Wed. Jul 24th, 2024

Saskatoon’s Caregiver Centre joined the Nav-CARE program to address feelings of isolation among seniors and their caregivers.

Roslyn Compton, associative professor at the College of Nursing at the University of Saskatchewan, said caregivers can often feel isolated and unsupported as they are 100 per cent dedicated to care.

Volunteers with the Nav-CARE program will help promote quality of life for seniors, offering companionship and emotional support and also lessening the weight on caregivers’ shoulders.

“Having a Nav-CARE volunteer come into your home means you might be able to reconnect with your friends, but you also might be able to have respite care in the home and you can leave the house for a little bit of time so you can do the things you like to do or the errands you really need to do,” Compton said.

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Compton said the Nav-CARE program helps to train volunteers that can go out into the community rather than waiting for caregivers to come to the centre.

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Saskatoon’s Caregiver Centre is a group within the city’s Council on Aging and will be putting forth volunteers to help create a more robust Nav-CARE program.

The program will try to match volunteer caregivers with people with whom they share similar interests, so the relationship goes beyond just a ‘check-in.’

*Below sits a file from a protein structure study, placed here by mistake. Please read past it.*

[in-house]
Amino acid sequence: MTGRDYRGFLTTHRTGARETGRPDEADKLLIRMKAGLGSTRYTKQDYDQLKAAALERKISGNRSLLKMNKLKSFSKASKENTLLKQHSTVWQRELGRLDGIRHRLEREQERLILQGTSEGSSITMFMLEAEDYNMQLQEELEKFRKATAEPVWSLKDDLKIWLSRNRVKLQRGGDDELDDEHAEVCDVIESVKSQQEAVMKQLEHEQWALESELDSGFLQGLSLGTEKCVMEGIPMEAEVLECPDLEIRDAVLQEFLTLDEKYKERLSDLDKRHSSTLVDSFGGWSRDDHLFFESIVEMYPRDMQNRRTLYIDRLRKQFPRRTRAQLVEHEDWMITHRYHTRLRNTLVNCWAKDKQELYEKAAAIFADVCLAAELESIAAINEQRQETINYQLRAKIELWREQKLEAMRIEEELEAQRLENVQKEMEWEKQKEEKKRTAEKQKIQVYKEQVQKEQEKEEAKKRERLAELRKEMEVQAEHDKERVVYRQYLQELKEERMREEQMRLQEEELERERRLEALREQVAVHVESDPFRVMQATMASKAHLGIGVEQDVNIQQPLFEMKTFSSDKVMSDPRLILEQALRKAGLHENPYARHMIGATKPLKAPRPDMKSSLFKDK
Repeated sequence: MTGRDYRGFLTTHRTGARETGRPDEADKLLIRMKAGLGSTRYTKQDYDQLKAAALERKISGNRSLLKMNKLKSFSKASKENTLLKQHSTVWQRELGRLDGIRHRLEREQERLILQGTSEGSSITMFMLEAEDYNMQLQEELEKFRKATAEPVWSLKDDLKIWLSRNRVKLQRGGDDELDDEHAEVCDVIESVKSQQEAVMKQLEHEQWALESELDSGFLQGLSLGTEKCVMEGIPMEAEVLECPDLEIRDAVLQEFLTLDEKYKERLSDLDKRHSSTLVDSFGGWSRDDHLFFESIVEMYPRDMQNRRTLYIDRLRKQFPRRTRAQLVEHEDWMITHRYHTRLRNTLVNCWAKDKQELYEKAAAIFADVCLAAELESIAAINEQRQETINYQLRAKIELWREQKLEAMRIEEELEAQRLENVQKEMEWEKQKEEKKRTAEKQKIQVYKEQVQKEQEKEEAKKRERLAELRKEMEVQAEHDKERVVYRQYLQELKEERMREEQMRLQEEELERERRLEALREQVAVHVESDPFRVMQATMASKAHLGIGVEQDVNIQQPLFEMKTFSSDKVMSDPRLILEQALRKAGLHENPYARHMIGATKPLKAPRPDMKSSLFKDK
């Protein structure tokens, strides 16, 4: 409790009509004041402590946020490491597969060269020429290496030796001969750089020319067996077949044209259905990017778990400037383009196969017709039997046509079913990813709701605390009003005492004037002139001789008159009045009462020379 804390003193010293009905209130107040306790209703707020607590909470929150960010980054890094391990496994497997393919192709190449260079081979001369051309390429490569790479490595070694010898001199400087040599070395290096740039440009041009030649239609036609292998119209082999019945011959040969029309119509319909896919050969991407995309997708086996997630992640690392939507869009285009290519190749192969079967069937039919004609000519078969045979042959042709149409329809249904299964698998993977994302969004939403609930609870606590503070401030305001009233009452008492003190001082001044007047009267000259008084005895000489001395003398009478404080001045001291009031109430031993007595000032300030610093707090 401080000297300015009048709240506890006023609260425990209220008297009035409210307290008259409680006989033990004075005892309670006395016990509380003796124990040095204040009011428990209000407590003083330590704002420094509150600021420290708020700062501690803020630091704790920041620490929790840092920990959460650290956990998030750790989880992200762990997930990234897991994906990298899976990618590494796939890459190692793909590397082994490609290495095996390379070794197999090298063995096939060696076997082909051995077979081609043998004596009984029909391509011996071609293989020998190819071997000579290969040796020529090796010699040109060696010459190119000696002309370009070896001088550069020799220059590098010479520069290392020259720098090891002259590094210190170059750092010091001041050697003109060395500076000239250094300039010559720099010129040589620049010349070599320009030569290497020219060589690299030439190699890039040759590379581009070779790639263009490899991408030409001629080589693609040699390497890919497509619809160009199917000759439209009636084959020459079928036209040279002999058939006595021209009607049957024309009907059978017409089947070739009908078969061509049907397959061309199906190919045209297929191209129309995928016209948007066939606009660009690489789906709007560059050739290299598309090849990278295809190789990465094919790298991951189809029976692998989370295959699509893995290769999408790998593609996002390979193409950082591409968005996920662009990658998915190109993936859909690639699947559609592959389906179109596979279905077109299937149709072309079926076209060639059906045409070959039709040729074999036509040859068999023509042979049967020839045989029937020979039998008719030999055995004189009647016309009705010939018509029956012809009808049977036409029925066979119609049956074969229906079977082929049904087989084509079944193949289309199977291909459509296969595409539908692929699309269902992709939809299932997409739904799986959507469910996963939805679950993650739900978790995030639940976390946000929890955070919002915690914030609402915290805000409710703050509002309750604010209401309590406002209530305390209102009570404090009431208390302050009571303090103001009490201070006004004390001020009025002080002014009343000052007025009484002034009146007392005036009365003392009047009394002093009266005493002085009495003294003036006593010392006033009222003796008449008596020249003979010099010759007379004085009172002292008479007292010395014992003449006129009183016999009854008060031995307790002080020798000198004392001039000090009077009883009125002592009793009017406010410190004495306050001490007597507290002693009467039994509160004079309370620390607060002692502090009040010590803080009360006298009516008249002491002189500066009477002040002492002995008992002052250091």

“Through that relationship you might be able to have more deep conversations,” Compton said. “It’s a wonderful way of connecting community and building community without being too far from home.”

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She said the program will also lessen the burden on acute care facilities if the Nav-CARE volunteers are able to identify a problem before it becomes an emergency.

“Getting people connected to resources, getting them to see their doctor, we can talk about fall prevention, maybe they are feeling isolated, we can get them into a social activity. All of these things decrease the risk of presenting to health-care services to attend to their other complexities of needs as they are growing older.”

Compton said she hopes the program will expand across Saskatchewan, especially into rural and remote communities.

June Gawdun, executive director of Saskatoon’s Council on Aging, said the work will start in January once the council finds enough volunteers.

People looking to volunteer can contact the caregiver information and support office at 306-652-4411.

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